Former Greek PM Antonis Samaras, who held office from 2012 to 2015, on Friday expressed his vociferous objection against an amendment proposing a reduction of the current five-year period to three years before a third country national who resides illegally in the country can receive legal residency status.
In the statement, the ex-premier and New Democracy (ND) party leader called on the government to withdraw the amendment and reconsider the entire issue, labelling the draft legislation regarding “illegal immigrants as clearly misguided”. He also noted that an abrupt introduction of a regulation granting a “new type of residence permit for work to third-country nationals” is surprising.
“Our country, with this amendment, essentially becomes a beacon to attract illegal migrants,” he charged.
The statement was issued immediately after the conclusion of the Parliamentary committee session discussing a draft legislation in the social insurances sector, where the clause was tacked on.
Samaras also underlined that “the need to solve the labor (shortage) problem can be addressed through domestic resources… our country, with this amendment, becomes, in essence, a beacon to attract illegal migrants.”
“The sudden submission of an amendment granting a ‘new type of residence permit for work to third-country nationals’ is wrong. In practice, it legalizes all illegal migrants who have been in Greece for the last three years! And this, outright, without a substantive check of the identity of each individual by the state! This happens at a time when migration is shaking the whole of Europe, which seeks a stricter policy!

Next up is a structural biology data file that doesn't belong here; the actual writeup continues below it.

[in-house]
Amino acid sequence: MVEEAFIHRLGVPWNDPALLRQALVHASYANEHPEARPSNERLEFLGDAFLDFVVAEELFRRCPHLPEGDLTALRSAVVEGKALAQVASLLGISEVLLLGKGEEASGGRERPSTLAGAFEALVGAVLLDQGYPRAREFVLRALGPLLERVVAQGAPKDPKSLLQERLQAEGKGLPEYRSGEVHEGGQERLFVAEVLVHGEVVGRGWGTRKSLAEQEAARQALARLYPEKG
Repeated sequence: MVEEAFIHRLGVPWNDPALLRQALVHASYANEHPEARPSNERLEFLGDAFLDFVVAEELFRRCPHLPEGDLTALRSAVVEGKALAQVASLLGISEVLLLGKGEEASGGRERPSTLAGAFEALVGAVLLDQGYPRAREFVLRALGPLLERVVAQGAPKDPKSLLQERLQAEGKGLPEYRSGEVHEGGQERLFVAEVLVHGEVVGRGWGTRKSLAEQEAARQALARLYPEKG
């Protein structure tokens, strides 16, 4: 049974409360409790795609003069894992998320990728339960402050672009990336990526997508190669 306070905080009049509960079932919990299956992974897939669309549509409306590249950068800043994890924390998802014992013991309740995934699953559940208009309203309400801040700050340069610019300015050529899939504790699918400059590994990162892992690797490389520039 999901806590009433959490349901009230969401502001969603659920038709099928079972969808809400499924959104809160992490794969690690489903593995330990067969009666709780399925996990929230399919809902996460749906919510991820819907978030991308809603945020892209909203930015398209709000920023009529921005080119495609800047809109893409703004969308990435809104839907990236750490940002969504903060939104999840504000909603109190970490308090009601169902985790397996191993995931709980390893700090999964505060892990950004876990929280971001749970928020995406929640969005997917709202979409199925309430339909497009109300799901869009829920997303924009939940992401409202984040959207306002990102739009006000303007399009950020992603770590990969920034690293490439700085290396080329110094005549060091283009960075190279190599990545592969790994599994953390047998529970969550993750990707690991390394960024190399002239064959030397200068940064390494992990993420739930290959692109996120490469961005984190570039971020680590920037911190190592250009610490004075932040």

“I fail to understand why our government further relaxes the possibility of granting a residence and work permit to illegal migrants. Even to those whose asylum application has been rejected! Even if they have a passport, ‘even if it has expired’… And permits are granted automatically, not at the discretion of the competent authorities, as is the case until today.
“I remind you that our government in 2012-2014 had established a legal framework that provided, under very strict conditions, the granting of a residence permit only if the applicants completed seven years of continuous presence in the country. And this regime was maintained even by SYRIZA…
“Our country, with this amendment, essentially becomes a beacon attracting illegal migrants. The need to solve the problem of labor can be addressed through domestic resources. Certainly, with legal migration and inter-governmental agreements where migrants will return to their countries after a certain period. And it is completely off the mark to suggest that legalizing illegal migrants is the solution to the demographic problem! Greece is a nation, not a space! I urge the government to withdraw this amendment and reconsider the whole issue.”
His reaction isn’t the first time that the veteran lawmaker has distanced himself from his own government’s choices, as he recently objected to the legislative recognition of the right to marriage for same-sex couples.
When asked recently in the interview to “Kathimerini,” he stated that he would not vote for the relevant bill in Parliament, noting that “if we recognize them as ‘married,’ we will later be forced – for the sake of ‘making equal’ dissimilar things – to recognize surrogacy in same-sex couples.”
His sentiment on the issue of same-sex marriage is also shared by the current Minister of State Makis Voridis, possibly revealing a broader underlying current of disagreement on the highly contentious matter within the government’s ranks and among its Parliamentary majority.
Voridis has said that he would go so far as to resign if in the event the “party line” was enforced in a relevant bill up for ratification.